Kidney Research and Clinical Practice 2019 Mar; 38(1): 108-115
Efficacy of triple diuretic treatment in continuous ambulatory peritoneal dialysis patients: A randomized controlled trial
Raweewan Witoon , Somchai Yongsiri, Prapan Buranaburidej, Pacharin Nanna
Division of Nephrology, Department of Medicine, Faculty of Medicine, Burapha University, Chonburi, Thailand
Correspondence to: Raweewan Witoon, Division of Nephrology, Department of Medicine, Faculty of Medicine, Burapha University, Chonburi 20131, Thailand. E-mail:
Received: September 18, 2018; Revised: November 23, 2018; Accepted: November 23, 2018; Published online: March 31, 2019.
© The Korean Society of Nephrology. All rights reserved.

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Background: The efficacy of combined diuretic treatment in patients undergoing continuous ambulatory peritoneal dialysis (CAPD) is not known.
Methods: In a single-center, double-blinded, randomized controlled trial, we randomly assigned 51 adult CAPD patients to receive furosemide 1,000 mg/day, hydrochlorothiazide 100 mg/day, and spironolactone 50 mg/day (triple diuretics [TD] group) or furosemide 1,000 mg/day plus placebo (single diuretic [SD] group) for 6 months. The primary outcome was the difference in daily urine output at the 3rd and 6th month of the study compared to baseline (ΔUO) between the SD and TD group. Secondary outcomes were urinary sodium (UNa) and potassium (UK) excretion and overhydration (OH) measured by bioimpedance at 3 and 6 months compared to baseline (ΔUNa, ΔUK, and ΔOH, respectively) and daily glucose exposure (g/day).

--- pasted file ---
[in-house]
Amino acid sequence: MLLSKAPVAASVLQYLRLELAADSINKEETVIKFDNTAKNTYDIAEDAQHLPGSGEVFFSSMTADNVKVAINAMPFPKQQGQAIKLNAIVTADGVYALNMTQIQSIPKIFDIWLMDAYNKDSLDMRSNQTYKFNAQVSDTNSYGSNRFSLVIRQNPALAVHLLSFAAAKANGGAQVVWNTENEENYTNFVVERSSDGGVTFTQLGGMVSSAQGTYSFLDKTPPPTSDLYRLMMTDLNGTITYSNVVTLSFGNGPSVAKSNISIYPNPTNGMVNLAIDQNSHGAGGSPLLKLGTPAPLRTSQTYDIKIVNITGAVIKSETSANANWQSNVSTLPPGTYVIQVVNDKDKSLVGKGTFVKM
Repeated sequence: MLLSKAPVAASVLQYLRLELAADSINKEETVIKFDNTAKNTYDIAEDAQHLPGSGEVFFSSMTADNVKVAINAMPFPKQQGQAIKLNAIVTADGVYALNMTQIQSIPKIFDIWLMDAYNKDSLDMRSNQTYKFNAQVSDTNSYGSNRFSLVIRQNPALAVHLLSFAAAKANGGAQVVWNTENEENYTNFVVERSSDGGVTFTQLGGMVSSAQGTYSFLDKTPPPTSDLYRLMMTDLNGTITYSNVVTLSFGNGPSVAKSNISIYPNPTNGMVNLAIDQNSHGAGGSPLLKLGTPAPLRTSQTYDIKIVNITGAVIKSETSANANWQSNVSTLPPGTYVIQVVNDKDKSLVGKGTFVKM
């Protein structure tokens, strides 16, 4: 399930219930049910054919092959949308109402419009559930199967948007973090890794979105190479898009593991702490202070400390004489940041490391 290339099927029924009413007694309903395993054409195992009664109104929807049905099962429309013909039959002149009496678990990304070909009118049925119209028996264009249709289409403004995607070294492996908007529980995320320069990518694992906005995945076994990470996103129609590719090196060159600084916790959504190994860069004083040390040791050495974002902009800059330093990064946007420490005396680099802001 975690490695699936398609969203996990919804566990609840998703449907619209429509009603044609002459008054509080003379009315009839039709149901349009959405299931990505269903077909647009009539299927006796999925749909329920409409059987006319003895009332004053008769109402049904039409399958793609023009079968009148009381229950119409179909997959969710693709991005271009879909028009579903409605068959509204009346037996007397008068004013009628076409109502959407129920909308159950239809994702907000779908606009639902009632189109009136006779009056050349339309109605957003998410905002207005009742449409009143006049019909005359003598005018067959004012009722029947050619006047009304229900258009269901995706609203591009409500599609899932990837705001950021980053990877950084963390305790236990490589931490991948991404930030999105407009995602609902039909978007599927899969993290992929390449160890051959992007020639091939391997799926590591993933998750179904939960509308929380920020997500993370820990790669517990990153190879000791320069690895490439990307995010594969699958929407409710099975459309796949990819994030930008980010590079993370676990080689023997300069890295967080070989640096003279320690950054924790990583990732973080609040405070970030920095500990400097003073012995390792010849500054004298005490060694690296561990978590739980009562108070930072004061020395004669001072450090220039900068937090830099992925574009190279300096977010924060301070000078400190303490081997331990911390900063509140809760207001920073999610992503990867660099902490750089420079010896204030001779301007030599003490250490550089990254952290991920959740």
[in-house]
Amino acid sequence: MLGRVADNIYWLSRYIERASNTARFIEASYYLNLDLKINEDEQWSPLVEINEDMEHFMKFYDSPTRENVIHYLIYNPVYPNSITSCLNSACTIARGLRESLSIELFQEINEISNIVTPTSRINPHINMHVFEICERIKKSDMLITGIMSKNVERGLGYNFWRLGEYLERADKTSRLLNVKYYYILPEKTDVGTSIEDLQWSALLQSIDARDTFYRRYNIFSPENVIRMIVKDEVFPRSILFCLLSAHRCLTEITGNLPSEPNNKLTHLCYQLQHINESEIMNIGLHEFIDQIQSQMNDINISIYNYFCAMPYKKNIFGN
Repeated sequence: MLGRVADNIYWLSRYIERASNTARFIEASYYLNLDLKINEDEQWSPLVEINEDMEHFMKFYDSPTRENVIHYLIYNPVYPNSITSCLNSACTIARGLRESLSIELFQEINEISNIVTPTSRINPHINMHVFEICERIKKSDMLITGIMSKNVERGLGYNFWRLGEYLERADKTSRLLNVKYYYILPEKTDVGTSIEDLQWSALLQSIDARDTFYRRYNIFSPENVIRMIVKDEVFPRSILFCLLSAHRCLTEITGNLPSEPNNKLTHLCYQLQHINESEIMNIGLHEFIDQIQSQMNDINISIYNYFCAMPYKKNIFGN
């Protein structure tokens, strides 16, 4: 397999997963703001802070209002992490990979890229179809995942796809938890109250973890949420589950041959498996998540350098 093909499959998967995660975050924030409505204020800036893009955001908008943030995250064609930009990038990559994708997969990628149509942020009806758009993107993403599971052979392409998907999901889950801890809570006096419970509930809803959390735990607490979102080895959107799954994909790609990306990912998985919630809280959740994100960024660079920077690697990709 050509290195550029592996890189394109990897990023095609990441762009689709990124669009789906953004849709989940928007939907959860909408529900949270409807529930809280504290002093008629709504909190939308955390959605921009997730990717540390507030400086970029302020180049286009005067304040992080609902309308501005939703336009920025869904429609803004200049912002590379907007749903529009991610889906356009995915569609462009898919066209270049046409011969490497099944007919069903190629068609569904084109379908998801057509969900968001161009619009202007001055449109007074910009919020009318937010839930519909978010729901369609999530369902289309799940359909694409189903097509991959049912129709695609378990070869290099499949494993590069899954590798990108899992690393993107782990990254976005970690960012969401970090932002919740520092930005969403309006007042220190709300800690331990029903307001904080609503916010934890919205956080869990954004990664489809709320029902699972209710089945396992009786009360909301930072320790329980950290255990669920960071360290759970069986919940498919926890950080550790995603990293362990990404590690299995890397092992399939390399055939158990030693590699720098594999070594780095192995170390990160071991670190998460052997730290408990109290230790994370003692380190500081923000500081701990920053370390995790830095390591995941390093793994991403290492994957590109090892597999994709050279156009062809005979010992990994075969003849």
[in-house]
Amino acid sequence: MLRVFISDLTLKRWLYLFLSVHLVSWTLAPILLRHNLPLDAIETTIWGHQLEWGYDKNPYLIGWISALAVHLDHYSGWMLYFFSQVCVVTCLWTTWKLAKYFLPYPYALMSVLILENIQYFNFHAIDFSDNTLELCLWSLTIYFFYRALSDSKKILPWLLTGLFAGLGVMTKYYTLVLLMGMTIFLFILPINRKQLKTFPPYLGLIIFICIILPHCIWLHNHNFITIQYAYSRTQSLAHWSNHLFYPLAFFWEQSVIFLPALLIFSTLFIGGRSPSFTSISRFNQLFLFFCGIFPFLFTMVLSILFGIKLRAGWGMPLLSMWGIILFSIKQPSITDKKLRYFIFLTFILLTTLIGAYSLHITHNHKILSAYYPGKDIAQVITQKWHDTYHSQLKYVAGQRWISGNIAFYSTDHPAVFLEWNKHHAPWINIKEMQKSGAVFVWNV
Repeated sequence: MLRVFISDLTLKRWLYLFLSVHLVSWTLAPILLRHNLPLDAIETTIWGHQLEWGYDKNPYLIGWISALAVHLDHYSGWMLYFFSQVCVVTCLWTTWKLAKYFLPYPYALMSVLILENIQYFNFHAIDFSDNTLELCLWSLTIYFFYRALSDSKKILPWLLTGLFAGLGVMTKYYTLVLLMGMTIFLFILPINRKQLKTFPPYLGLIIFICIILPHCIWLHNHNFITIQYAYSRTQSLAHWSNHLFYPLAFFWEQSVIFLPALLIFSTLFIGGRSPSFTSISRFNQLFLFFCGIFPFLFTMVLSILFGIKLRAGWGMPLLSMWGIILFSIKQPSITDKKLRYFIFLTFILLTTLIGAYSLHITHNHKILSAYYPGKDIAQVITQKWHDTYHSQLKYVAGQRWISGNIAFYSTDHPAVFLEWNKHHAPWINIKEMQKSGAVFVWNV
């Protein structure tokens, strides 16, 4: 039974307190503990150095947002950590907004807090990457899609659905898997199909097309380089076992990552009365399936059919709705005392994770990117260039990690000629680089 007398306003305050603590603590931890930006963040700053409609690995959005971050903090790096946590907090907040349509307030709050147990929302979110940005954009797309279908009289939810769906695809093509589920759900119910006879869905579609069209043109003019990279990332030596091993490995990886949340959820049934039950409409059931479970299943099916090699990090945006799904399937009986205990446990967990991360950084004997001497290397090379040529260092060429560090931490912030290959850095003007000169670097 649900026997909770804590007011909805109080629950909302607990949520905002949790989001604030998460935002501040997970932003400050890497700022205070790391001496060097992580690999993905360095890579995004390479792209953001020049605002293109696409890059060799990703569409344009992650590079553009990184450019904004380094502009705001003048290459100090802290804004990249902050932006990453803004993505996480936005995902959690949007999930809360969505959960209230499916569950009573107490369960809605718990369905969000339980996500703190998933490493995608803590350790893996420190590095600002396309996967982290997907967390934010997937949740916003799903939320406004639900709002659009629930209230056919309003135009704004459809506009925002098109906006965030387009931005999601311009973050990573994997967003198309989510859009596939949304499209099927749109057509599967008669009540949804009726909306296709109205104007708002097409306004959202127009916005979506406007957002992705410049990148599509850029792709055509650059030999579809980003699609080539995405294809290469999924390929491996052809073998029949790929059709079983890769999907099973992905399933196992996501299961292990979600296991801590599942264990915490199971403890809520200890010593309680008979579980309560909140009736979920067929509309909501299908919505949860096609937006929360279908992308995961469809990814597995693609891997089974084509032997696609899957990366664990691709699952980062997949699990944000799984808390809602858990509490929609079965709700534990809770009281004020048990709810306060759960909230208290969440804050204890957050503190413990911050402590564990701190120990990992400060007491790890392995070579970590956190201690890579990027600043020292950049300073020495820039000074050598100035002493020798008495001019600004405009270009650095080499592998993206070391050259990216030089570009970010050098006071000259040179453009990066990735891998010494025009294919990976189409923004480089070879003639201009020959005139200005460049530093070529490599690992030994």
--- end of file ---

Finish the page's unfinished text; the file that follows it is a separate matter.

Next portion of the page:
Results: Forty-three of 51 patients completed the 6-month trial. The ΔUO at 3 and 6 months was significantly higher in the TD group compared to the SD group (386.32 ± 733.92 mL/day vs. -136.25 ± 629.08 mL/day, P < 0.001, at 3 months; 311.58 ± 640.31 mL/day vs. 120.00 ± 624.07 mL/day, P < 0.001, at 6 months) but there was no significant difference in ΔUNa and ΔUK excretion. Hydration status was significantly better in the TD group (ΔOH 1.84 ± 2.27 L vs. 0.44 ± 1.62 L, P = 0.03, at 3 months; 1.49 ± 2.82 L vs. -0.48 ± 2.61 L, P = 0.02, at 6 months). There was no serious adverse event in this study.
Conclusion: For end-stage renal disease patients on CAPD, the combination of furosemide, hydrochlorothiazide, and spironolactone results in higher urine output and better volume control compared to furosemide alone.
Keywords: Furosemide, Hydration status, Hydrochlorothiazide, Peritoneal dialysis, Spironolactone


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